The gilded age as well, which ended with a depression as well and lead into the progressive era. With Wall St. being the Robber Barons of the age. Even the political situation has some similarities.

  •  In the old days, the burbs had good schools (5+ / 0-)

    Now, they are as bad as the city schools -- poor schools produce poverty... anywhere there are bad schools, the people will be poor.

    The only way to reverse the trend is to improve schools.

  •  Thank You for a great diary (2+ / 0-)
    Recommended by:
    Bcgntn, Only Needs a Beat

    Sad sad news, but perhaps the increasing poverty in the suburbs will help facilitate the vast change that so many claim they desire to see.

    In our ongoing discussions/debates/pie fights, I think we often overlook an important fact that you raise:

    Corporations cannot employ our Representatives without our permission

    Until more of us understand that we have to reconnect people with their power, many of us will always be stuck in the comfort zone of looking for sellouts and feeling betrayed by politicians and institutions alike.

    While I'd like to dig deeper into the demographics of the suburbanite poor, it really doesn't matter as we need to organize them and bring them into our fold. I'

    "Most people would sooner die than think; in fact, they do so." ...Bertrand Russell

    by sebastianguy99 on Sun Apr 04, 2010 at 03:07:02 PM PDT

  •  Cheap public transportation to jobs (1+ / 0-)
    Recommended by:
    Only Needs a Beat

    Is considered a human rights issue in South America.

    Would such an idea take hold here?

    "One man alone can be pretty dumb sometimes, but for real bona fide stupidity nothing beats teamwork." - Mark Twain

    by greendem on Sun Apr 04, 2010 at 03:44:58 PM PDT

  •  The problem with comparisons to other eras (0+ / 0-)

    is that they are different eras.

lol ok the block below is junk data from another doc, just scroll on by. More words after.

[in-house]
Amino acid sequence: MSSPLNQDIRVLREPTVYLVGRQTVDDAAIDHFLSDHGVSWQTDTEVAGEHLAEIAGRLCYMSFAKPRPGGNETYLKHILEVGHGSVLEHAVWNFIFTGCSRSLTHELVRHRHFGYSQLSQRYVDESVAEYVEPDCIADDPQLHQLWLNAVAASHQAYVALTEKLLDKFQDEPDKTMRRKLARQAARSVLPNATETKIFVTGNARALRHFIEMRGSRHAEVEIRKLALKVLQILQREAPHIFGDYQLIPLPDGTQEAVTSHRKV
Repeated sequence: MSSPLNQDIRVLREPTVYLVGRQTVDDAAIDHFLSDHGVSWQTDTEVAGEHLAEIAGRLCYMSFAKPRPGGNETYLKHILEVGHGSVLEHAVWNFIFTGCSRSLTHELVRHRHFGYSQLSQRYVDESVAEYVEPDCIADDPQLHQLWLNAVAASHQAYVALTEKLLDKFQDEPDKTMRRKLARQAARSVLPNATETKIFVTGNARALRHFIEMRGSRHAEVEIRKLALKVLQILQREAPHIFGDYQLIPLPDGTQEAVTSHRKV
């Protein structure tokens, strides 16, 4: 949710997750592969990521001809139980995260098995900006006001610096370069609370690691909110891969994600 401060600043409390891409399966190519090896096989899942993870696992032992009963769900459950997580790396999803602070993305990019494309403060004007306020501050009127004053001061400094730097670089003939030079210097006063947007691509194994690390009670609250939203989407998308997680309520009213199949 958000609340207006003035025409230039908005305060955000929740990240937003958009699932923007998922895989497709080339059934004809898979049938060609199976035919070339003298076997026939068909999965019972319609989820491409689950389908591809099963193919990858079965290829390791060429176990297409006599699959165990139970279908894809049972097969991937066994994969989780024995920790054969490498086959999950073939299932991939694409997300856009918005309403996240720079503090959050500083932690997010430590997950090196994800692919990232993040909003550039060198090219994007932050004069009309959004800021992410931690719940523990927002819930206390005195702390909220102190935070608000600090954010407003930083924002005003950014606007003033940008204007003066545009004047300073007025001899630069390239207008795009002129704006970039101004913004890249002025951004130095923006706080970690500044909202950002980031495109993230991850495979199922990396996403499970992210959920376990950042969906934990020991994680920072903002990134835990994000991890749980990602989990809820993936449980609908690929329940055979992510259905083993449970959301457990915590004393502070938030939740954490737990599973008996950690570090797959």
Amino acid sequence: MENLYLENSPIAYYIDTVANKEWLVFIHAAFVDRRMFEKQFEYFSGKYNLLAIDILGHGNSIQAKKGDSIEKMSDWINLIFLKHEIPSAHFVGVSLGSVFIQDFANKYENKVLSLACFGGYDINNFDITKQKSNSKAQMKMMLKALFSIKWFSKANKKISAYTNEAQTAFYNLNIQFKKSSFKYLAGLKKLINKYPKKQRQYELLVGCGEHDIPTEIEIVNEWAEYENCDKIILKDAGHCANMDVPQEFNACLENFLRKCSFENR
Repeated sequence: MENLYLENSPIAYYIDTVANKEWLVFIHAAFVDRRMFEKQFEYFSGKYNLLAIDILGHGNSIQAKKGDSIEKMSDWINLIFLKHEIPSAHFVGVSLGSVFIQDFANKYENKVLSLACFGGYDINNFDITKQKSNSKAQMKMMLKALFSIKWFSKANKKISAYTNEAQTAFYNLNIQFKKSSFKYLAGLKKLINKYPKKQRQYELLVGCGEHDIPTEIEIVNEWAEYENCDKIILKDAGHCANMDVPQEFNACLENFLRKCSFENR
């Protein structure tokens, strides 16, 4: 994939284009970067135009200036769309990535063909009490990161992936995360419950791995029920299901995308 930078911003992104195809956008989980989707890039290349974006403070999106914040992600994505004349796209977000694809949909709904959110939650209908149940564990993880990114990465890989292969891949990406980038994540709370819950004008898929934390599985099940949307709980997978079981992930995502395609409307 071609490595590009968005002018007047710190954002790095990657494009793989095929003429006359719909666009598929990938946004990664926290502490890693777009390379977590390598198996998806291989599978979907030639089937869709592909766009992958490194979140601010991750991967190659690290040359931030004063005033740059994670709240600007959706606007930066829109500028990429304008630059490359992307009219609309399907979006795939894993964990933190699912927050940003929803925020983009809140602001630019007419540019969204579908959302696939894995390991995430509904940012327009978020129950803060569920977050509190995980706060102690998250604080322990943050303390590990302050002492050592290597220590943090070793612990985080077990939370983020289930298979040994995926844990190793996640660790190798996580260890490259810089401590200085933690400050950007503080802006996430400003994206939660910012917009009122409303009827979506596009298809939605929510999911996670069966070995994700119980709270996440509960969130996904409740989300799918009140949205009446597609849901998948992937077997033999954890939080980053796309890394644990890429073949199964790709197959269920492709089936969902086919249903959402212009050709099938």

Everyone is a unique individual with unique thinking and ideas and shaping by the era they are in.
    LBJ was shaped by the depression and new deal and WWII.  Civil rights was just beginning and at the time the US never saw a lost war or knew the difficulty about Vietnam.
    Vietnam was a war with a draft.  

    Obama's era is today.  Things are far more different with a global village, the internet and alot more information flowing.  We have lost wars and we have learned lessons.
    obama came of age after the civil rights era.  

    It's like those who try to compare today to the 1930s.  
    Things are so much different from those times.

    And trying to say someone is like someone else is just simplistic and silly.  It's an easy topic for the press to use and I swear, Obama has been every president since TR.
    He's the next ---insert name of president here ----.

  •  Suburbs in the US are becoming like (0+ / 0-)

    suburbs in Europe. In Europe most poor people live in the suburbs and the rich live in the cities. If you look at DC, for example, the city is rapidly gentrifying more and more, while the inner suburbs around DC (Montgomery County, PG County, Fairfax County, Arlington County, and Alexandria) have started to notice increases in crime and poverty.

  •  David Simon of the Wire (1+ / 0-)
    Recommended by:
    Bcgntn

    commented a few years ago that as a society, America writes off 10% of the population at birth. The best way that I can describe the past few years is that we are quickly accelerating toward an America where the doors of opportunity are suddenly closed for to 30 - 40% of us, not allowing for race, age, or education. If we fall off the ladder, or look down, even once, we're done.  

  • Close